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By GSMIweb on 22-Apr-10 00:41.

The dearth of good, cheap, undeveloped sites in suburban markets, the escalating number of vacant greyfield properties, and the expansion of mass transit systems into suburban areas are all factoring into a changed American suburban market. The recession has brought the 50-year expansion of suburban development patterns to a halt. It also is accelerating the trend to retrofit, reinhabit, and "regreen" the rising numbers of dead malls, dying office parks, and other declining suburban properties. While no one likes to see businesses fail, redevelopment of these sites to respond to new suburban demographics, rising transportation costs, and infrastructure investments provides the opportunity to transform the most automobiledependent landscapes into more sustainable, more urban places. The big development project for the next 50 years likely will be retrofitting suburbia. Some of the changes will be incremental-a change of use here, a new street or building there, much as one sees in the "incremental urbanism" that characterizes the perception of how the world's great cities evolved over time. However, American suburban development patterns are so highly specialized for single uses that their layouts are resistant to incremental adaptation. Consequently, the most effective redevelopments will be those that retrofit the streets, blocks, and lots to provide a compact, connected, walkable mix of uses and housing types. Unfortunately, projects at this scale often evoke criticism as "instant cities" or "faux urbanism." The challenge for all involved is to provide settings and buildings that transcend their "instant" status and inspire their communities.
By GSMIweb on 22-Apr-10 00:38.

America is the largest consumer of energy in the world. The majority of this energy is derived from dirty, polluting sources such as coal, oil, natural gas and nuclear power. Our consumption of these fuels exacerbates global warming, keeps us dependent upon oil and other fossil fuels, and undermines our economy. 40 percent of America's energy-ten percent of all the energy used in the world-goes towards powering our buildings. Much of this energy is simply wasted through poor insulation, leaky windows, inefficient lighting, heating or cooling systems, and poor construction techniques. If we stay on our current unsustainable path, the energy we use in buildings will: Grow by 6.61 quadrillion British Thermal Units (BTUs) between 2010 and 2030-a 16 percent increase, or as much energy as is used to power 86 million homes for 2 years; Account for 43 percent of total U.S. energy consumption by 2030, making us even more dependent on imported and polluting fossil fuels; and Have increased emissions of carbon dioxide by 323.95 million metric tons, roughly equivalent to the annual carbon dioxide emissions of 80 coal-fired power plants. For us to make meaningful progress in reducing our energy consumption and our nation's global warming emissions, we must use far less energy in our buildings.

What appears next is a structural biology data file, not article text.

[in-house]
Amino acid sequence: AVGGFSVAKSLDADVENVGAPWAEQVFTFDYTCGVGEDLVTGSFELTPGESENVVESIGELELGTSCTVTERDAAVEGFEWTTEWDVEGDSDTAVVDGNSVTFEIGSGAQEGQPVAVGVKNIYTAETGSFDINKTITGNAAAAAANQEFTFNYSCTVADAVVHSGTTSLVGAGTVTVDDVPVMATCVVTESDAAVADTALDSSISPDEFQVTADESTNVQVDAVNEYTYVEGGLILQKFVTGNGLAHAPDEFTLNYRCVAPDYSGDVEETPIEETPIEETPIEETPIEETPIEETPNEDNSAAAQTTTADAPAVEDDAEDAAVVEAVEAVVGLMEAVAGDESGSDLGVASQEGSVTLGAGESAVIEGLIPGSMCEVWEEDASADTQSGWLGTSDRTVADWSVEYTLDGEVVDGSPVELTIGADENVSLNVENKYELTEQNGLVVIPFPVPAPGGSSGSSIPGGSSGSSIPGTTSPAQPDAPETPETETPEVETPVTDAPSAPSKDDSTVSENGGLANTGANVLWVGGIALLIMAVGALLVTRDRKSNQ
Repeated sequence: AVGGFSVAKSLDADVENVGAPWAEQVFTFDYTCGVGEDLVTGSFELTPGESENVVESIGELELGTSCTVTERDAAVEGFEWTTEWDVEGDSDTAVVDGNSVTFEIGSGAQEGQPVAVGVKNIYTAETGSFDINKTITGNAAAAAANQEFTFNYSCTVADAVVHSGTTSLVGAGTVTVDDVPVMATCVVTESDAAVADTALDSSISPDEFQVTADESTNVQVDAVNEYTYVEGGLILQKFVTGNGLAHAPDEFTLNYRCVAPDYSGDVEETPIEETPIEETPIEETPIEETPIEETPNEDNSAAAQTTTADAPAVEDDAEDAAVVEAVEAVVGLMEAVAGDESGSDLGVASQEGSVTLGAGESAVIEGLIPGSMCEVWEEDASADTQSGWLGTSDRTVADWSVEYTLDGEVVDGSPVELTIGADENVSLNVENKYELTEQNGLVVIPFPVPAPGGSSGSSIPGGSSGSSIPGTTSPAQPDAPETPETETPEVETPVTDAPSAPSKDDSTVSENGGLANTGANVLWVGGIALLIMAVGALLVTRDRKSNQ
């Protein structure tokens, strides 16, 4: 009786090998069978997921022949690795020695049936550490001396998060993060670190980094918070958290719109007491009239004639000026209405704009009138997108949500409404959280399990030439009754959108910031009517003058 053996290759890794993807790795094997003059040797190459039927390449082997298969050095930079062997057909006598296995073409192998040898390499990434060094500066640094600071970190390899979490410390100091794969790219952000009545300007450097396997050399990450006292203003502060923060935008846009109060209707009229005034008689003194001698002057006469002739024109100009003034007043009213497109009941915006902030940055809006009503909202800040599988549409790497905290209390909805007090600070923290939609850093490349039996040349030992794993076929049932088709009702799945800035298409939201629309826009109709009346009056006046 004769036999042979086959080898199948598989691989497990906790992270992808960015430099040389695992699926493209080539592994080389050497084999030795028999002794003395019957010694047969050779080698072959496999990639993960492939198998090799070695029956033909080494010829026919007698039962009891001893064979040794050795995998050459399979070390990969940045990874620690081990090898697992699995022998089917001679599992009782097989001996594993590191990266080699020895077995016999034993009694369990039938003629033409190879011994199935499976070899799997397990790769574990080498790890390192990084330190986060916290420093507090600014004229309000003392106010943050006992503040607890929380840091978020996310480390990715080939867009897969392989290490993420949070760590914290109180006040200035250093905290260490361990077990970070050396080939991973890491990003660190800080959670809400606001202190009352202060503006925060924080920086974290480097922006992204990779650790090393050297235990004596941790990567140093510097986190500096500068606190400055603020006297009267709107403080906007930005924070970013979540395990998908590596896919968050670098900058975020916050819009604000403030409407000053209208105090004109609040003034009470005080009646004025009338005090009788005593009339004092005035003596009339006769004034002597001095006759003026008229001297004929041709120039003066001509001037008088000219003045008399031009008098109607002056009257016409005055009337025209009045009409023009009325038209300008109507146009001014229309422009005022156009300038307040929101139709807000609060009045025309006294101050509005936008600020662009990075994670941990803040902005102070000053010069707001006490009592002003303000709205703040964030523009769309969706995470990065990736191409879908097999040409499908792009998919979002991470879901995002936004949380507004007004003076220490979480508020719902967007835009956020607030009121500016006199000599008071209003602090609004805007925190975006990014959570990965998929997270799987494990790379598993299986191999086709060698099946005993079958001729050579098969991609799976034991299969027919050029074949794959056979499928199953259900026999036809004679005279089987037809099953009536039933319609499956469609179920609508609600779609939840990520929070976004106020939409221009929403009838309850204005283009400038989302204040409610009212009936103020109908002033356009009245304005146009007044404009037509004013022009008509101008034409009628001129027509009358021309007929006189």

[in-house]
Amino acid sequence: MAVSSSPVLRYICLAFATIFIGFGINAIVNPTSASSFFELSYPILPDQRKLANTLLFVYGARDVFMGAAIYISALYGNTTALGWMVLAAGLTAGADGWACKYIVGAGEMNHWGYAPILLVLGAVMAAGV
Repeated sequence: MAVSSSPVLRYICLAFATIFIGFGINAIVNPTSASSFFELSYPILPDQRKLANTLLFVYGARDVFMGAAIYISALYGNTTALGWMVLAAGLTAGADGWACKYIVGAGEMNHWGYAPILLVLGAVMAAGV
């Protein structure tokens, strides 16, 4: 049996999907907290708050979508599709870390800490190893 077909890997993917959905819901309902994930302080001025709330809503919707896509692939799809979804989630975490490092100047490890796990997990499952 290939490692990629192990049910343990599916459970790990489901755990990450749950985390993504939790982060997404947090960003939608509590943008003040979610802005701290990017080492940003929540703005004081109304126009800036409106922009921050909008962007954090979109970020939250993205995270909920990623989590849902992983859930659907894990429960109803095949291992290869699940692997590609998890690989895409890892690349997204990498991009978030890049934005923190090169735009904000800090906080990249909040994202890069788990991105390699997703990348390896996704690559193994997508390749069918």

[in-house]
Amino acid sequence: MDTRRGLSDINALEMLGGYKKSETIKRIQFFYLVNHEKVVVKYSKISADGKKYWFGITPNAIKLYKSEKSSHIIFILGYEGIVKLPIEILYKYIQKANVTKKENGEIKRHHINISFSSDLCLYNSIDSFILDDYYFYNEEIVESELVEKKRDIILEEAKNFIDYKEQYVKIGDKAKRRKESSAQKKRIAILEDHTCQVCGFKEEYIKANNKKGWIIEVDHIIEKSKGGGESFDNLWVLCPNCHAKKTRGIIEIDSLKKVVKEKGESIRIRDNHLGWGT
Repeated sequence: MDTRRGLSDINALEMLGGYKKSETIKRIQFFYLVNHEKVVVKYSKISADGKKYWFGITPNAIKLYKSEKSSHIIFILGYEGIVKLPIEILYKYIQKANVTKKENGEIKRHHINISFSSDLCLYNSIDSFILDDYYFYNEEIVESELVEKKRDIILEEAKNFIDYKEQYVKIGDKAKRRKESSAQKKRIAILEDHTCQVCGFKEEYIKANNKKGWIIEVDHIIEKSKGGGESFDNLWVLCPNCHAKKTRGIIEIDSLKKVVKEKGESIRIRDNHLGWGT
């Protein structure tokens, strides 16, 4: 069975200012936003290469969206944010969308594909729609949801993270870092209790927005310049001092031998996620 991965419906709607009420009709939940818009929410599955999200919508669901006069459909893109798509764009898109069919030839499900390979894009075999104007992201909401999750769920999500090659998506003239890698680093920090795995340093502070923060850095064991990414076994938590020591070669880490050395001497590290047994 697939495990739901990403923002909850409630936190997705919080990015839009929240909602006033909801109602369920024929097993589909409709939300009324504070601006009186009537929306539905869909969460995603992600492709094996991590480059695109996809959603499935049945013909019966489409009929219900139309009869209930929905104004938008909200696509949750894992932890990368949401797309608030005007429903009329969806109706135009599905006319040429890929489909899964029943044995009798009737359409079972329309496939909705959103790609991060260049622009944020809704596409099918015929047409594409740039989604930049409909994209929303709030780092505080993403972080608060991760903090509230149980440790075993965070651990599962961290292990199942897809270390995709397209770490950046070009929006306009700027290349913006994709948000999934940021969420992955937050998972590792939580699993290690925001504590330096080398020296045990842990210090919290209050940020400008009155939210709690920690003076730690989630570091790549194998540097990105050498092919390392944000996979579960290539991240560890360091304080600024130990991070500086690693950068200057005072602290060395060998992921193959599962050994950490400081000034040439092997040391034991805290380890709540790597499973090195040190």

By GSMIweb on 22-Apr-10 00:37.

Philadelphia, PA - A comprehensive plan to make our nation's buildings more efficient could save enough energy by 2030 to power all of the nation's cars, homes and businesses for a year and a half, while saving Americans more than $500 billion, according to a new report by PennEnvironment. These findings offer a preview of what Pennsylvania could achieve by adopting green building policies, such as the statewide green building code proposed by Governor Rendell in February, and the many policies being pushed by state and local officials who joined PennEnvironment in releasing the report. "Green buildings are a triple win for Pennsylvania, saving us money on energy bills, cutting global warming pollution, and helping to secure our energy future," said Nathan Willcox, Energy & Clean Air Advocate for PennEnvironment. "We have the technologies to realize these benefits, and now we need the policies to put these solutions to work." Nearly half of America's energy-and 10 percent of the energy used in the world-goes towards powering our buildings, and much of that energy is wasted. And buildings account for 40 percent of total U.S. carbon dioxide emissions, a major contributor to global warming. But PennEnvironment's new report, Building a Better Future: Moving Toward Zero Pollution With Highly Efficient Homes and Businesses, found that by renovating old buildings, and ensuring new buildings use 50 percent less energy within ten years and are "zero energy" by 2030, we can cut U.S. global warming emissions at least 34 percent by 2050. The report also outlines policy steps that local, state and federal officials can take to promote green buildings and make these benefits a reality.
By GSMIweb on 22-Apr-10 00:36.

June 24, 2009, San Diego, CA - Real estate development and construction is grinding to a halt. A growing number of companies are shifting their building facilities and portfolio focus to sustainable retrofits as the most viable cost saving and revenue enhancing option. To indentify tactical ways to capitalize on this evolving market, industry executives must implement a new real estate strategy surrounding sustainability that clarifies how to assess and value the residential and commercial buildings sectors. The Sustainable Buildings Series: Retrofits, hosted by the Global Strategic Management Institute (GSMI), scheduled for October 20-22, 2009 in San Francisco will provide a blueprint for navigating this sector and implementing sustainable building retrofits strategies. Program topics include: Retro Commissioning; Financing & Investment in Sustainable Retrofits; LEED Certification Update; Lowering Energy Costs; Marketing Sustainable Buildings; Green Insurance, Lending and Leasing; Redevelopment & Urban Planning.


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